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Eukaryotic initiation factor 4E-binding protein as an oncogene in breast cancer

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Eukaryotic Initiation Factor 4E-Binding Protein (EIF4EBP1, 4EBP1) is overexpressed in many human cancers including breast cancer, yet the role of 4EBP1 in breast cancer remains understudied. Despite the known role of 4EBP1 as a negative regulator of cap-dependent protein translation, 4EBP1 is predicted to be an essential driving oncogene in many cancer cell lines in vitro, and can act as a driver of cancer cell proliferation. EIF4EBP1 is located within the 8p11-p12 genomic locus, which is frequently amplified in breast cancer and is known to predict poor prognosis and resistance to endocrine therapy.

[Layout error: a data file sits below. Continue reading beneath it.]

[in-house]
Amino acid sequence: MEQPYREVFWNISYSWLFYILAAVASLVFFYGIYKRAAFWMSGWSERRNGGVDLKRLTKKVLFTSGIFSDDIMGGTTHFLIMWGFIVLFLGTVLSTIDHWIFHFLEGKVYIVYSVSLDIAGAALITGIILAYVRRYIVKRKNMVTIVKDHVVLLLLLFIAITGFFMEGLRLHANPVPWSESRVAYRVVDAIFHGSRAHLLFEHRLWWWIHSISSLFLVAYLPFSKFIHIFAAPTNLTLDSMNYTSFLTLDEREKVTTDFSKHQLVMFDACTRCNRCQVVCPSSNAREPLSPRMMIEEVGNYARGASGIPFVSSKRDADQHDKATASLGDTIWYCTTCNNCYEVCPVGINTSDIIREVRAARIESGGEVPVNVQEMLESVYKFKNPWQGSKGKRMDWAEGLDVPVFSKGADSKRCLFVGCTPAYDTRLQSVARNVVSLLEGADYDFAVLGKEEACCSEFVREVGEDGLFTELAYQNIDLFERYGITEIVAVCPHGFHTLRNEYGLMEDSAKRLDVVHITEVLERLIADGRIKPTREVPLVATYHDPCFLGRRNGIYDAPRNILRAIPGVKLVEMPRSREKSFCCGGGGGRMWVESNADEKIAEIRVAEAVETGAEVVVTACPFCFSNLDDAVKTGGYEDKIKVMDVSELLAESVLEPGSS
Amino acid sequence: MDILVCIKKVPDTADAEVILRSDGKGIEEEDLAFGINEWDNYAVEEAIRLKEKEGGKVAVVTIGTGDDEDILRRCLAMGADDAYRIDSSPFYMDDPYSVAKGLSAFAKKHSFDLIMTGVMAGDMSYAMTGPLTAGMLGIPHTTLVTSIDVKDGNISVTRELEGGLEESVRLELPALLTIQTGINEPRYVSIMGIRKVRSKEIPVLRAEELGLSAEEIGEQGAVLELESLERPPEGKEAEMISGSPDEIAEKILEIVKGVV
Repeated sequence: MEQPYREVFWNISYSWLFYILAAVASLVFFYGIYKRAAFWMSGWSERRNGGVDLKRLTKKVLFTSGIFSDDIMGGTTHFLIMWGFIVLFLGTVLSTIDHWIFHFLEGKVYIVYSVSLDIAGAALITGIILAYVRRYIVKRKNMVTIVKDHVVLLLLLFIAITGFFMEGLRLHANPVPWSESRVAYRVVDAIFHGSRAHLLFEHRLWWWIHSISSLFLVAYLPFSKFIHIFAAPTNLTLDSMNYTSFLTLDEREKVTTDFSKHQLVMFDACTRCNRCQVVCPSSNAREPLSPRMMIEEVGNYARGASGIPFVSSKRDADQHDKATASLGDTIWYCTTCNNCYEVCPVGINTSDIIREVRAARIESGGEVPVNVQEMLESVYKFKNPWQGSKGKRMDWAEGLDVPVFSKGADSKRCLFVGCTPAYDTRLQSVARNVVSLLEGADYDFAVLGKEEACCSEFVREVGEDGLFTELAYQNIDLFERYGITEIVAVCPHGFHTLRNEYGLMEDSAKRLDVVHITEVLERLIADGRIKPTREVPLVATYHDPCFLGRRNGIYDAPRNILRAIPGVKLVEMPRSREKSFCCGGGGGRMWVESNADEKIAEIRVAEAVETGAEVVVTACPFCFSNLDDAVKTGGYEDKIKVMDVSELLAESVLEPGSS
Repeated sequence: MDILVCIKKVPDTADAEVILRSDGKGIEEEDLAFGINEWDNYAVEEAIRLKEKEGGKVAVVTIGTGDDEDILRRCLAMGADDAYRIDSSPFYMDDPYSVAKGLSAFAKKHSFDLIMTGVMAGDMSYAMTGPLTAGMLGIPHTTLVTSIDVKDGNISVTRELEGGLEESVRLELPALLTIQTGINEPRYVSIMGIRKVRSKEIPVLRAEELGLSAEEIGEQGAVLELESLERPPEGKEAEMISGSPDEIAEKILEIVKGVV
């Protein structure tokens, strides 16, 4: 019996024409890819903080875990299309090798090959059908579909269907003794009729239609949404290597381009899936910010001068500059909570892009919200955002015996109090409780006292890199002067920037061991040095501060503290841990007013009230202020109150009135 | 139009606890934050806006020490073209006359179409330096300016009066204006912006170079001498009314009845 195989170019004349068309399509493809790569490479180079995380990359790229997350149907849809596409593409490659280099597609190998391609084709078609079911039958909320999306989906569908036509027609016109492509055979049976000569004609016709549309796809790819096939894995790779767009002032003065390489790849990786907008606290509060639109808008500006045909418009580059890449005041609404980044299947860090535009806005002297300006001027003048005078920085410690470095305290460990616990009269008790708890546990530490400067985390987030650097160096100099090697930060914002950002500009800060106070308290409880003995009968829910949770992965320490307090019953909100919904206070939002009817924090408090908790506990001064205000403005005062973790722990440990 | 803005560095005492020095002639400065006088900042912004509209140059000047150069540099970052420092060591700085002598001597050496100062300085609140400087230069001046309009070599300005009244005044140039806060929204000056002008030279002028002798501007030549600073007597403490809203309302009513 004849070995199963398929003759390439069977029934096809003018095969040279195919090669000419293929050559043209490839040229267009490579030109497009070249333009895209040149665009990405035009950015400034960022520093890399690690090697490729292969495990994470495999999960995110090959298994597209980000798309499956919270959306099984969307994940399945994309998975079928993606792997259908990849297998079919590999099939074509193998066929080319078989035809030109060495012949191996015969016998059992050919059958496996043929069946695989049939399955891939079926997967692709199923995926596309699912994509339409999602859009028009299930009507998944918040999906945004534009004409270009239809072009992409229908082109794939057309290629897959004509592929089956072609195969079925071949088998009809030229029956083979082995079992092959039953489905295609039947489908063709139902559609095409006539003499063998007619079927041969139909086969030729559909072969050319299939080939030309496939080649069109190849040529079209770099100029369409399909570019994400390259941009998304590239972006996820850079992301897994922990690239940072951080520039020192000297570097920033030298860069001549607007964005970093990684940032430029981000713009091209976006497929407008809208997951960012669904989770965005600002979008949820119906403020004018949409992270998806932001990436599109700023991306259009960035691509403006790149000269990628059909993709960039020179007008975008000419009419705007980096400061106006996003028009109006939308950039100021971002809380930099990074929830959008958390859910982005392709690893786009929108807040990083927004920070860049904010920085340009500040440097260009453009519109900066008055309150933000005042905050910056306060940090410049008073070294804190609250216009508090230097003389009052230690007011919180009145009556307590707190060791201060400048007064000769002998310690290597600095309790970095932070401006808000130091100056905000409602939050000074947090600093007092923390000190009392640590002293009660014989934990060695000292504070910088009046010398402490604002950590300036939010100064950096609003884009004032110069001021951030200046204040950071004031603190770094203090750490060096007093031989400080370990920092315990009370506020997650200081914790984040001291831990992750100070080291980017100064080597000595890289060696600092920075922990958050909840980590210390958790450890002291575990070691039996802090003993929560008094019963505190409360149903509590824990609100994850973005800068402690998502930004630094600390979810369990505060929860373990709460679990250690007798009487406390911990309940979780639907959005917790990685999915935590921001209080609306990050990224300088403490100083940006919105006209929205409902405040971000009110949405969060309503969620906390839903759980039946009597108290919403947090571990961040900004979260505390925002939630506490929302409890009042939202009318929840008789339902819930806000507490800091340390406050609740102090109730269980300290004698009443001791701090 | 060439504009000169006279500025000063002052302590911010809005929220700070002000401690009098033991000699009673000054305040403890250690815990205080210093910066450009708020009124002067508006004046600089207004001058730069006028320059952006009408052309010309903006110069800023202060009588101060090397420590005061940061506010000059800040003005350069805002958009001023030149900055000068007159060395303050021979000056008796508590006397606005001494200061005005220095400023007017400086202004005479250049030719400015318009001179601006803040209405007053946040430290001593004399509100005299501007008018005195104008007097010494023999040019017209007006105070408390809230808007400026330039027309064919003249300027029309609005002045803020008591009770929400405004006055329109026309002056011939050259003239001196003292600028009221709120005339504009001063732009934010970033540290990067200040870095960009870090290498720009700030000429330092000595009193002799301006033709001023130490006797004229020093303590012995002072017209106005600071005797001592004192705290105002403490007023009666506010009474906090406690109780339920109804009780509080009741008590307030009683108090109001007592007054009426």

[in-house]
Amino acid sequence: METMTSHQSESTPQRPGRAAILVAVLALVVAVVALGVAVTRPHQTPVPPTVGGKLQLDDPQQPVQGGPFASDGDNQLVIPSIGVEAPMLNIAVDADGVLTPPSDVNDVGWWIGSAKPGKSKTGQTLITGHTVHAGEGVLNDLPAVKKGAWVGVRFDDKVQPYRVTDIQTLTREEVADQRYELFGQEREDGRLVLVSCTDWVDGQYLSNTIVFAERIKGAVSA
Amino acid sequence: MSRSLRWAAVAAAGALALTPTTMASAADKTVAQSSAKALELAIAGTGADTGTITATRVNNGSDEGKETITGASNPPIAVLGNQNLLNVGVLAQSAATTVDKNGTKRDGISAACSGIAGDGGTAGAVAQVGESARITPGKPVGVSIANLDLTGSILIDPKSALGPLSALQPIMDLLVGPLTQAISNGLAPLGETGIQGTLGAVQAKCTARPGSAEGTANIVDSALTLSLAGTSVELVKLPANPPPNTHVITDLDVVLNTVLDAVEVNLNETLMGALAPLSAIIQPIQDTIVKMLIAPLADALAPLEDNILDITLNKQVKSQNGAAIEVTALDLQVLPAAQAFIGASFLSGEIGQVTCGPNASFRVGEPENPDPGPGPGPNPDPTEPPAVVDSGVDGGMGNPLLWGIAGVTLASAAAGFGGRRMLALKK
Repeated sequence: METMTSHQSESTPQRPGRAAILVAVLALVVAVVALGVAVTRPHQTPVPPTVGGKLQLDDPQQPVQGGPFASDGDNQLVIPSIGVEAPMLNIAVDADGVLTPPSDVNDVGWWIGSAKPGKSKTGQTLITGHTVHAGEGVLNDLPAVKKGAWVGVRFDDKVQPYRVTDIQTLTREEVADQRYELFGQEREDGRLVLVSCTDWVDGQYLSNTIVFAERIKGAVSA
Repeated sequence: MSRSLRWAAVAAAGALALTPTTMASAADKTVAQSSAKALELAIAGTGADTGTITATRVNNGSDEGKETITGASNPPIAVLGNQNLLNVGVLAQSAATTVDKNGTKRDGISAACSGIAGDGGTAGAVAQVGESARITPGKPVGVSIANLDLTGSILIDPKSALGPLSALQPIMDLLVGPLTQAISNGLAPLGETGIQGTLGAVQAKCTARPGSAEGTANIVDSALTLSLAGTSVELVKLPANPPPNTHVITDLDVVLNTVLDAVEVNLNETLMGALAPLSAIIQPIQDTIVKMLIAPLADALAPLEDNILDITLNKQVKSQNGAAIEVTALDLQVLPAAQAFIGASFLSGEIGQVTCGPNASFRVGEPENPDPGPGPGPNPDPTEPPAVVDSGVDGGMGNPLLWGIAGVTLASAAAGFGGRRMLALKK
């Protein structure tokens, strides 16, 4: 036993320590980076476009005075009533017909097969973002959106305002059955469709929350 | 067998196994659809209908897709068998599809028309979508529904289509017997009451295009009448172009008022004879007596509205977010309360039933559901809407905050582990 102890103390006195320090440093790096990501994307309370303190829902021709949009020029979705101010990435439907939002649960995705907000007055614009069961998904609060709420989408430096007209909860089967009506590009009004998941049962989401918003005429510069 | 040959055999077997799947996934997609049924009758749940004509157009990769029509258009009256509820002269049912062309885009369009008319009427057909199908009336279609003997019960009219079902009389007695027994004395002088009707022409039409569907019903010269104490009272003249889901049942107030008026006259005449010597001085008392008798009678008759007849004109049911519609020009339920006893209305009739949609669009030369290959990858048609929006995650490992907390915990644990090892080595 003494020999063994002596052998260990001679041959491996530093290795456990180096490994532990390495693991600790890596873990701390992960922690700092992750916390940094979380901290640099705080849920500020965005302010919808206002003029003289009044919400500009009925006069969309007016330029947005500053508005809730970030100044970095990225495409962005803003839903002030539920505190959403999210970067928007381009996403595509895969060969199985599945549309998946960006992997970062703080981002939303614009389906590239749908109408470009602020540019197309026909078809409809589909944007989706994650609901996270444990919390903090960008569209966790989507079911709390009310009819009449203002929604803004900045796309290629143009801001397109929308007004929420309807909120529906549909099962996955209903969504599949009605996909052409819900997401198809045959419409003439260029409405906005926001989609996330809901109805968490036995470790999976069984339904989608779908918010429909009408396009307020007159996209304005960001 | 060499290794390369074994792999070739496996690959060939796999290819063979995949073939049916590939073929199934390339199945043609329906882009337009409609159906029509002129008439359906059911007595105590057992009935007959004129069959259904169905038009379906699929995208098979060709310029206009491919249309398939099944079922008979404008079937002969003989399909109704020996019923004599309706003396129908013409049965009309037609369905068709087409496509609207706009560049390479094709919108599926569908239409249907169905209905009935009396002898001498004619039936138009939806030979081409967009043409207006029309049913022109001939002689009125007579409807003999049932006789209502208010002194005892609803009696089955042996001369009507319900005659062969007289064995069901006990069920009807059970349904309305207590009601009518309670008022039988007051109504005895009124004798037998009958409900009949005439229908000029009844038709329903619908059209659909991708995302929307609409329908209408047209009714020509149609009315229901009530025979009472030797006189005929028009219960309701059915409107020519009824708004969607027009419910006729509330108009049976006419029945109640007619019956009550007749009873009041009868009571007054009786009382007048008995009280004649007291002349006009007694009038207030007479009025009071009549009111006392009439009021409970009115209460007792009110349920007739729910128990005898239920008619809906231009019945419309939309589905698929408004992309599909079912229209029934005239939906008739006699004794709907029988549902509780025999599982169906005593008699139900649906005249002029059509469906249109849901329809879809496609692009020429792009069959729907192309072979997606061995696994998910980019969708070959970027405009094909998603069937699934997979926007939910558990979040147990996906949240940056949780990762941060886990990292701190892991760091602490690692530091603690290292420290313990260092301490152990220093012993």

Here we evaluated the effect of 4EBP1 targeting using shRNA knock-down of expression of 4EBP1, as well as response to the mTORC targeted drug everolimus in cell lines representing different breast cancer subtypes, including breast cancer cells with the 8p11-p12 amplicon, to better define a context and mechanism for oncogenic 4EBP1.


Using a genome-scale shRNA screen on the SUM panel of breast cancer cell lines, we found 4EBP1 to be a strong hit in the 8p11 amplified SUM-44 cells, which have amplification and overexpression of 4EBP1. We then found that knock-down of 4EBP1 resulted in dramatic reductions in cell proliferation in 8p11 amplified breast cancer cells as well as in other luminal breast cancer cell lines, but had little or no effect on the proliferation of immortalized but non-tumorigenic human mammary epithelial cells. Kaplan-Meier analysis of EIF4EBP1 expression in breast cancer patients demonstrated that overexpression of this gene was associated with reduced relapse free patient survival across all breast tumor subtypes.